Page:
Selecting between varchar and nvarchar



When we design a string field, we can use varchar and nvarchar.
There are some field which will have Chinese word.
I will use varchar if the field is just English character or digital.
and use nvarchar if the field may contain Chinese word.

Somebody recommend that it is better to use nvarchar for all string field
for reason of purity.

What is the best policy for selecting between varchar and nvarchar




If you must use or allow for Unicode or double-byte characters, such as,
Chinese you have to use nvarchar. Using varchar involves 8-bit characters.
If your applications will only use 8-bit characters varchar is fine.



There are some fields in my database of pure of English character. and some
fileds may have Chinese in it.
Which one is better.
1. Using Unicode for every string field.
2. Using char/varchr for field of pure English character, using
nchar/nvarchr for fields which may have Chinese character?

"(e-mail address removed)"

Rahul Arora,

I think second approach is better, because using NVarchar for every
field will result in more space consumtion in your database as they are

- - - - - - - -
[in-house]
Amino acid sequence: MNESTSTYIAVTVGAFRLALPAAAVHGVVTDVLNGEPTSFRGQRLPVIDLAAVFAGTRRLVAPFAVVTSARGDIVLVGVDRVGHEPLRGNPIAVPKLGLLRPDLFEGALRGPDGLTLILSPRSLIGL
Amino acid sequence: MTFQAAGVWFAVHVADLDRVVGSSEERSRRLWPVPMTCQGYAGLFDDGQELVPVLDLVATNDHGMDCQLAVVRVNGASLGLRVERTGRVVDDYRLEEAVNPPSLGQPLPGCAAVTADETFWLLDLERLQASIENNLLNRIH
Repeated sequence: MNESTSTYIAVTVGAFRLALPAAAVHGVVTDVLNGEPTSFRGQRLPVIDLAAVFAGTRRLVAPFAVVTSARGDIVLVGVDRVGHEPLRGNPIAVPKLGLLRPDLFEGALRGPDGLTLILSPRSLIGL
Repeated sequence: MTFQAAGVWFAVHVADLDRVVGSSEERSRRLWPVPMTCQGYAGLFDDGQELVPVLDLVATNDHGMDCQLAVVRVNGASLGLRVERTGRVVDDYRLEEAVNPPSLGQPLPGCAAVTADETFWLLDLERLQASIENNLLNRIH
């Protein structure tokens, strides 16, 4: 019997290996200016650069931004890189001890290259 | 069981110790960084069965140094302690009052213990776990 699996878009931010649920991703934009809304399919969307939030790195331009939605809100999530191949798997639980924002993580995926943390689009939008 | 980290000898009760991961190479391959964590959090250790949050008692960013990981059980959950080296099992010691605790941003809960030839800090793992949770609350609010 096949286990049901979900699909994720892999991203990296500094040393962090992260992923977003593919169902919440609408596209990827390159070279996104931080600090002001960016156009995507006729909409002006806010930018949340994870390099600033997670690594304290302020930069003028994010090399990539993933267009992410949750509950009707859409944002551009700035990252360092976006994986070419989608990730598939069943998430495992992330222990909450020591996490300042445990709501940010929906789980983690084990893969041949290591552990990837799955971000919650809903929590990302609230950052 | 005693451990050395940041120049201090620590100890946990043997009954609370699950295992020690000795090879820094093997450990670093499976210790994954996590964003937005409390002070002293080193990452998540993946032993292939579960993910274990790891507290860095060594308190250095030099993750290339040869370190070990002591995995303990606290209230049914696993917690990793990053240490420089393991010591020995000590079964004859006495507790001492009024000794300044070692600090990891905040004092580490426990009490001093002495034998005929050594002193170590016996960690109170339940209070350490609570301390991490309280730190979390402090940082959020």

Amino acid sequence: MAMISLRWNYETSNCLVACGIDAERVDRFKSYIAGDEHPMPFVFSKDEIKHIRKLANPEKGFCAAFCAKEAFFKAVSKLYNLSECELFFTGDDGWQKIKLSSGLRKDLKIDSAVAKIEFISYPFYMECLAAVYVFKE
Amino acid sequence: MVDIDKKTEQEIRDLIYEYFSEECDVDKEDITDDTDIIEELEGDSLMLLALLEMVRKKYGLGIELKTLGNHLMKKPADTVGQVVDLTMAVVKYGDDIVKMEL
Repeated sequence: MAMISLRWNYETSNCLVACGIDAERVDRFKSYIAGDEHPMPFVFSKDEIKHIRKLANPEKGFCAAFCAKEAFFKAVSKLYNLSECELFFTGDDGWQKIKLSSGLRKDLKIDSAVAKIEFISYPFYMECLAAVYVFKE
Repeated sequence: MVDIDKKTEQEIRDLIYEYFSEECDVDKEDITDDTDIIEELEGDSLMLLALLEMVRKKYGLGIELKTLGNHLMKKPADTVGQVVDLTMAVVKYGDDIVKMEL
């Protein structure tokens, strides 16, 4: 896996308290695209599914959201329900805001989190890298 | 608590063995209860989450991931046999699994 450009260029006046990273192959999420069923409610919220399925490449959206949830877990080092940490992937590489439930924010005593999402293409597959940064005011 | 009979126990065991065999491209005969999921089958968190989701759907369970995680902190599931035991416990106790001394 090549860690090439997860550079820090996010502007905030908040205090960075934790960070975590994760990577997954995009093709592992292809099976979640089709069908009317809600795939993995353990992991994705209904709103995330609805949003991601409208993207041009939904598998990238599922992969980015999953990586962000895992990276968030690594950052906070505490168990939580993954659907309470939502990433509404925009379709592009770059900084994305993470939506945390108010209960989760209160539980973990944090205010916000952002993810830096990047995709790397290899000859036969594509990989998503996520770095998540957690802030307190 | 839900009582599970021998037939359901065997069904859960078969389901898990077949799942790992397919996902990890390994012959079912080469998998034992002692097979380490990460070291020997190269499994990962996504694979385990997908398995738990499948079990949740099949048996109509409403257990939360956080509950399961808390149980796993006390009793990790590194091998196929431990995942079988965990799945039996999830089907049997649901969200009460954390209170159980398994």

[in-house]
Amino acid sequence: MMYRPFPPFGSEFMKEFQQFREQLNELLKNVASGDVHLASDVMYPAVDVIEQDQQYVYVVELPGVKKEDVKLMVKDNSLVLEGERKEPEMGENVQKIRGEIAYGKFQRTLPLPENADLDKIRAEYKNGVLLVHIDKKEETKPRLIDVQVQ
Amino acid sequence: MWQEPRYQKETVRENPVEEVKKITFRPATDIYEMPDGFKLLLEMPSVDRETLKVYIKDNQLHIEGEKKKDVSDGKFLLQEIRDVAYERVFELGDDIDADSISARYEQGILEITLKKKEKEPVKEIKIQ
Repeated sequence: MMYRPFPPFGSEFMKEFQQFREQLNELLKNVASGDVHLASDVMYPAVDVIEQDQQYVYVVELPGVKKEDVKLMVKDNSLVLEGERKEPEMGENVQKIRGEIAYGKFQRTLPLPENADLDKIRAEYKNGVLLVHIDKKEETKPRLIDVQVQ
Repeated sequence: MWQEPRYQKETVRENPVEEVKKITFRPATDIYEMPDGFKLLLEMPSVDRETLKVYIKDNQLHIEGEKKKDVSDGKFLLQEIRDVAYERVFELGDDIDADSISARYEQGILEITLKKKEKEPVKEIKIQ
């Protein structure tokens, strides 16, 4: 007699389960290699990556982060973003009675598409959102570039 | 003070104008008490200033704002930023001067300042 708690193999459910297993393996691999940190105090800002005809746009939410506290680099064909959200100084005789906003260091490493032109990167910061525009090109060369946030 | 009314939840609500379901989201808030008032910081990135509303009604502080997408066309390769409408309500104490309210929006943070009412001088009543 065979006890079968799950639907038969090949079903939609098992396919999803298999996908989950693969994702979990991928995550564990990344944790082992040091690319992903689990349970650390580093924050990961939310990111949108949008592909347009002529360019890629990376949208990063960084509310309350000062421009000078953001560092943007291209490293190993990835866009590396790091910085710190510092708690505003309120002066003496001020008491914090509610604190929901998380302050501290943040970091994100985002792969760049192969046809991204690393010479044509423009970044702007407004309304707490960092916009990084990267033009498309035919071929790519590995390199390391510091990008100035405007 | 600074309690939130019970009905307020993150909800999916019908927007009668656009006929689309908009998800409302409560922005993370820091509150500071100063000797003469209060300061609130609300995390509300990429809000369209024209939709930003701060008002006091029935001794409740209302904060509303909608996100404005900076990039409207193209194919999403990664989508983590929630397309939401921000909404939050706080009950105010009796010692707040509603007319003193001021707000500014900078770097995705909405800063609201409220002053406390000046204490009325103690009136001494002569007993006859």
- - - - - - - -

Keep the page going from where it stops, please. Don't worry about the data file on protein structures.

stored 2-byte per character. So u can use varchar for pure english and
nvarchar for fields which have chinese characters.

Rahul Arora
Mindfire Solutions


My two cents.... space is cheap compared to the maintenance going forward and
complex logic to deal with different input type. I will stick with nvarchar
for all



William \(Bill\) Vaughn

Ah, memory is not so cheap--not when you have to share it. The larger your
data sets are, the more room they take in cache. The less rows in cache the
slower your server. When you're counting users per second, the more ASP page
instances you can get in memory at once the more you can serve. DBCS double
the memory consumption of each field they use, double the size of the local
variables that have to handle them, increase the complexity of the code that
has to decode them.

Sure, if you have an application that has to work on a DBCS platform, go for
it. If you need to support multiple languages add DBCS-enabled tables but
don't just go nuts and make all VarChars and Chars NVarChars or NChars.

Yes, more than half of the world uses DBCS but many of the applications
created here in the US and Canada, UK, Australia and New Zealand and many
other countries don't need DBCS support.


William (Bill) Vaughn
Author, Mentor, Consultant
Microsoft MVP
INETA Speaker
Please reply only to the newsgroup so that others can benefit.
This posting is provided "AS IS" with no warranties, and confers no rights.


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